Summary: A Must See!!
Dangerous Lives of Altar Boys is a surprisingly balanced, well-made movie with excellent acting. It also has a nice balance between mischief and mature themes, which is pretty appropriate for a coming-of-age story. It's not an easy movie to watch, but it is certainly a compelling and sometimes funny one.
It takes place in the 60s (I think), at a Catholic school in an ordinary little town. A small group of the boys there write and illustrate a comic book, with themselves as superhumans. Jodie Foster knows about their growing rebellion, and in her efforts to care for her "children," she keeps trying to help them, even if they despise her for it.
At first glance one might think that "Dangerous Lives of Altar Boys" as having a bad attitude towards Catholicism. But the bad attitude seems to be mainly that of the boys.
Emile Hirsch and the Kieran Culkin are good as best friends Francis and Tim. Even teir faces are a bit like an angel and a good-natured pal; Hirsch is a relatively naive boy who is just learning about being a man, and Culkin is a mischief-maker with a good heart and no survival instincts. Tim deals with his family strife by being reckless, a realistic response. Jena Malone has the right mix of sweetness and sadness as Margie. Jodie Foster (who also produced the film) has a similar mix of sternness and kindness; you get the feeling that Sister Assumpta could be a real friend to the boys if they wanted it like that. And Vincent D'Onofrio is cheerily likeable as Father Casey.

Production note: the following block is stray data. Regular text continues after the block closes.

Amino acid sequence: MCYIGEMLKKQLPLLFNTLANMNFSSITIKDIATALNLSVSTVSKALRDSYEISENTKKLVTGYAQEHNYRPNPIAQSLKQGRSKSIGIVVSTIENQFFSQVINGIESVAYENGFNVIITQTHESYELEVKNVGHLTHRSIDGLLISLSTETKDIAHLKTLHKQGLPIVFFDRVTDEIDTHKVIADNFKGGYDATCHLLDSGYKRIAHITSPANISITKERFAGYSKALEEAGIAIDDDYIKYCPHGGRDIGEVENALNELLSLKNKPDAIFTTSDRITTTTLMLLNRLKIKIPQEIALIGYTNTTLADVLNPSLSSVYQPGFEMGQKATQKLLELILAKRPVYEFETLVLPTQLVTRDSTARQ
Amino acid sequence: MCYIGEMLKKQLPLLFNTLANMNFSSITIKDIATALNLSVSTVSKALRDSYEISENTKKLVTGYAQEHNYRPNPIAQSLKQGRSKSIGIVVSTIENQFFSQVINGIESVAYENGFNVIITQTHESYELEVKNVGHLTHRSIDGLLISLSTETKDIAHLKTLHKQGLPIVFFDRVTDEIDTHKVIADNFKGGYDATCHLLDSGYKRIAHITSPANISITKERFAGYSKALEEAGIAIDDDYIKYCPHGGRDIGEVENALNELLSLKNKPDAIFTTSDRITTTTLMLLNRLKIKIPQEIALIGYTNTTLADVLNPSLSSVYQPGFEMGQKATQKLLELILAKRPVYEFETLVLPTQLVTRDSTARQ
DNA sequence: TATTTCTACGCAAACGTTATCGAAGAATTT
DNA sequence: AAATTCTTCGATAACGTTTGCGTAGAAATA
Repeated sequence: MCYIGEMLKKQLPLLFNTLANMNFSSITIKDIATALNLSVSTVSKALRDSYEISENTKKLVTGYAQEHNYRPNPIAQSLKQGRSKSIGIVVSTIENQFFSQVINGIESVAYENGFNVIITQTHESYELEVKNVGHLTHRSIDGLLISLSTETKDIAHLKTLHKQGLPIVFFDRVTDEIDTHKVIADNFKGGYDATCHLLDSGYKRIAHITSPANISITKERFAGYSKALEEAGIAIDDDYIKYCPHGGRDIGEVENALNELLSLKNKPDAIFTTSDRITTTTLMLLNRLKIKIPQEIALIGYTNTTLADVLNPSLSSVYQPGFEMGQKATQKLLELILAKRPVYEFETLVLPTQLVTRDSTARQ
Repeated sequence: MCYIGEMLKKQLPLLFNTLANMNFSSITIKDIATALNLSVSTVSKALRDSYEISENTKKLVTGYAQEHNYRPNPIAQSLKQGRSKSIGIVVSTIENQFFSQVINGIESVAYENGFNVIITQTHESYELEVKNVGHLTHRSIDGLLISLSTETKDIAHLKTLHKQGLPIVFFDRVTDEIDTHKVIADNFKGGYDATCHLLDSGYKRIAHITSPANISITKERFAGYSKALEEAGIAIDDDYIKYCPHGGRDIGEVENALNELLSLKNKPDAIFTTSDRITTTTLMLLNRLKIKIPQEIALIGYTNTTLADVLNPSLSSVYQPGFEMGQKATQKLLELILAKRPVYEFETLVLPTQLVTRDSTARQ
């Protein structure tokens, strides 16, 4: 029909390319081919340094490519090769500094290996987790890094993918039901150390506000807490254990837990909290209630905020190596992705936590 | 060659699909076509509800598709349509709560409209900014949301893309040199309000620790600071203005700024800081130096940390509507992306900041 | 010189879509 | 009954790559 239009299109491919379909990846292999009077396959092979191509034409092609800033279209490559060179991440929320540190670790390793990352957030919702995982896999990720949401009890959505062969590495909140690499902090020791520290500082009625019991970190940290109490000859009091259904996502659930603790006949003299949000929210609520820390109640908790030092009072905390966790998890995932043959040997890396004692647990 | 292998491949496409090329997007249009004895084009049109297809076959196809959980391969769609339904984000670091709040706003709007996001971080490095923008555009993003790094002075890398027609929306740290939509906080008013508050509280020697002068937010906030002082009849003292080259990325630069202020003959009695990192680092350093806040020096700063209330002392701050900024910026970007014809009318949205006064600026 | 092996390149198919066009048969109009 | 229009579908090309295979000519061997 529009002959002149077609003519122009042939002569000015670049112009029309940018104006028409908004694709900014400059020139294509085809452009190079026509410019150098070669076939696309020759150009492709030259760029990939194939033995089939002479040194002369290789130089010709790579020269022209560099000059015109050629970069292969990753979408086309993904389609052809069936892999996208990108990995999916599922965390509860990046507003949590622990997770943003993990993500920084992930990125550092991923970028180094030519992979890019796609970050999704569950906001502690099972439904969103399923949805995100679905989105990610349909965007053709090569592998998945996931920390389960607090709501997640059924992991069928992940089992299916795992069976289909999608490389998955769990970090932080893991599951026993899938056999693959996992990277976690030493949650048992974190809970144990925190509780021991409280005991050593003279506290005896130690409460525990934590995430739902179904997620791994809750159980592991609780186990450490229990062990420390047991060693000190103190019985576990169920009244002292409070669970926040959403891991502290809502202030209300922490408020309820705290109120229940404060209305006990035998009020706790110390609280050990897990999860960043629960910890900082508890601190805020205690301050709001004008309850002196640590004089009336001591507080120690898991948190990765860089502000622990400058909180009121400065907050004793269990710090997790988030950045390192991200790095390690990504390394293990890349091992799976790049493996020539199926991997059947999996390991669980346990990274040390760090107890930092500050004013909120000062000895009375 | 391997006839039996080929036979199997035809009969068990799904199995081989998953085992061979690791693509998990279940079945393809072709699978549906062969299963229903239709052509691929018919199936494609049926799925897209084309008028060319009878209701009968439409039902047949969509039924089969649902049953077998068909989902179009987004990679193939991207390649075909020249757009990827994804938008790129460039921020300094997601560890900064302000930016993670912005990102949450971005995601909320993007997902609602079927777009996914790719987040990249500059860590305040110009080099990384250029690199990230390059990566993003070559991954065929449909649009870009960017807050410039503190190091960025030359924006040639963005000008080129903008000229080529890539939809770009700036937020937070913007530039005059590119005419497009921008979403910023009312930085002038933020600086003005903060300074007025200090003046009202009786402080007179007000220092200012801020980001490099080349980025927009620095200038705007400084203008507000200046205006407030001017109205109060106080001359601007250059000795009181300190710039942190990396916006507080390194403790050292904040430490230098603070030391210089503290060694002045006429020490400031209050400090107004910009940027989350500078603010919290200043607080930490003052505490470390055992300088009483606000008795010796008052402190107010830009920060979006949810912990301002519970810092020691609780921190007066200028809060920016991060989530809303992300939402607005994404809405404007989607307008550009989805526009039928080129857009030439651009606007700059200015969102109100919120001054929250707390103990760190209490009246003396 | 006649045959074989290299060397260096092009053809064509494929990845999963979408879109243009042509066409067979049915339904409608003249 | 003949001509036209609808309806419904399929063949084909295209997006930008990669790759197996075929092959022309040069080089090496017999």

The direction is very good, especially since the real-life stuff is regularly interrupted by the comic book adventures. Some of the scenes are outrageously funny, like when the statue of Saint Agatha dangles precariously over the unsuspecting Father Casey. And some are poignant without a word, like when Francis runs away from Margie after learning her secret.
This is not a feel-good movie, but it is a vivid coming-of-age movie. Though not perfect, it's an intriguing movie that everyone should see.